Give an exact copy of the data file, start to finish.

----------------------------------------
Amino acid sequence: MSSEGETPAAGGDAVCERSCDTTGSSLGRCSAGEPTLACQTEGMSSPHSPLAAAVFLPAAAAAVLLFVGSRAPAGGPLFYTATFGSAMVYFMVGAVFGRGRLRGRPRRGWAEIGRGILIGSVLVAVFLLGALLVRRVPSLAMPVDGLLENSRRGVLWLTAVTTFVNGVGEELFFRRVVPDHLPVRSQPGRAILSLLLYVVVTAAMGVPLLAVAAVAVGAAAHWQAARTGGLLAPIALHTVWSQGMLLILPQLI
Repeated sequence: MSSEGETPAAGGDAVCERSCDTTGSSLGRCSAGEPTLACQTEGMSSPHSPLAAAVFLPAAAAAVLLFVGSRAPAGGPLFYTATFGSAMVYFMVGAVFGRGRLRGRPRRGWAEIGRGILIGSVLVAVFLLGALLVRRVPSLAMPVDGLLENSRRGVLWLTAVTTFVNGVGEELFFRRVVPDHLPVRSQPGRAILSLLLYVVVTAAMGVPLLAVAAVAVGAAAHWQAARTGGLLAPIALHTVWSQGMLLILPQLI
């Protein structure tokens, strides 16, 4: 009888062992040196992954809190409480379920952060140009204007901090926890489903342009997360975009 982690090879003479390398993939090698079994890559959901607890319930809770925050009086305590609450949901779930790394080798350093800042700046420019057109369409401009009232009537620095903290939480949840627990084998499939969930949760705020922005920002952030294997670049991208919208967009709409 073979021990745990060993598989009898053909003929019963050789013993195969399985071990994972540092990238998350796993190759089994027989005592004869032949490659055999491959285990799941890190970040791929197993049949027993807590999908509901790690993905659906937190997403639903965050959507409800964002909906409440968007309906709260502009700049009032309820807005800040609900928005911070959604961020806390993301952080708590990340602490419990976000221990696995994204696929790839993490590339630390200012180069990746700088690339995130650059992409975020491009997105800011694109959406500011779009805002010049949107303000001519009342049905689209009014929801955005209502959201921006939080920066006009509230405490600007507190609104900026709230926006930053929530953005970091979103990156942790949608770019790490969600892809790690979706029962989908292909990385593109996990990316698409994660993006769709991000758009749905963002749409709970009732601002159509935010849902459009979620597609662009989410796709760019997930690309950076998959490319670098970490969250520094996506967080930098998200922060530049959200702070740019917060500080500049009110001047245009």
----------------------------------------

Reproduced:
Amino acid sequence: MSSEGETPAAGGDAVCERSCDTTGSSLGRCSAGEPTLACQTEGMSSPHSPLAAAVFLPAAAAAVLLFVGSRAPAGGPLFYTATFGSAMVYFMVGAVFGRGRLRGRPRRGWAEIGRGILIGSVLVAVFLLGALLVRRVPSLAMPVDGLLENSRRGVLWLTAVTTFVNGVGEELFFRRVVPDHLPVRSQPGRAILSLLLYVVVTAAMGVPLLAVAAVAVGAAAHWQAARTGGLLAPIALHTVWSQGMLLILPQLI
Repeated sequence: MSSEGETPAAGGDAVCERSCDTTGSSLGRCSAGEPTLACQTEGMSSPHSPLAAAVFLPAAAAAVLLFVGSRAPAGGPLFYTATFGSAMVYFMVGAVFGRGRLRGRPRRGWAEIGRGILIGSVLVAVFLLGALLVRRVPSLAMPVDGLLENSRRGVLWLTAVTTFVNGVGEELFFRRVVPDHLPVRSQPGRAILSLLLYVVVTAAMGVPLLAVAAVAVGAAAHWQAARTGGLLAPIALHTVWSQGMLLILPQLI
């Protein structure tokens, strides 16, 4: 009888062992040196992954809190409480379920952060140009204007901090926890489903342009997360975009 982690090879003479390398993939090698079994890559959901607890319930809770925050009086305590609450949901779930790394080798350093800042700046420019057109369409401009009232009537620095903290939480949840627990084998499939969930949760705020922005920002952030294997670049991208919208967009709409 073979021990745990060993598989009898053909003929019963050789013993195969399985071990994972540092990238998350796993190759089994027989005592004869032949490659055999491959285990799941890190970040791929197993049949027993807590999908509901790690993905659906937190997403639903965050959507409800964002909906409440968007309906709260502009700049009032309820807005800040609900928005911070959604961020806390993301952080708590990340602490419990976000221990696995994204696929790839993490590339630390200012180069990746700088690339995130650059992409975020491009997105800011694109959406500011779009805002010049949107303000001519009342049905689209009014929801955005209502959201921006939080920066006009509230405490600007507190609104900026709230926006930053929530953005970091979103990156942790949608770019790490969600892809790690979706029962989908292909990385593109996990990316698409994660993006769709991000758009749905963002749409709970009732601002159509935010849902459009979620597609662009989410796709760019997930690309950076998959490319670098970490969250520094996506967080930098998200922060530049959200702070740019917060500080500049009110001047245009």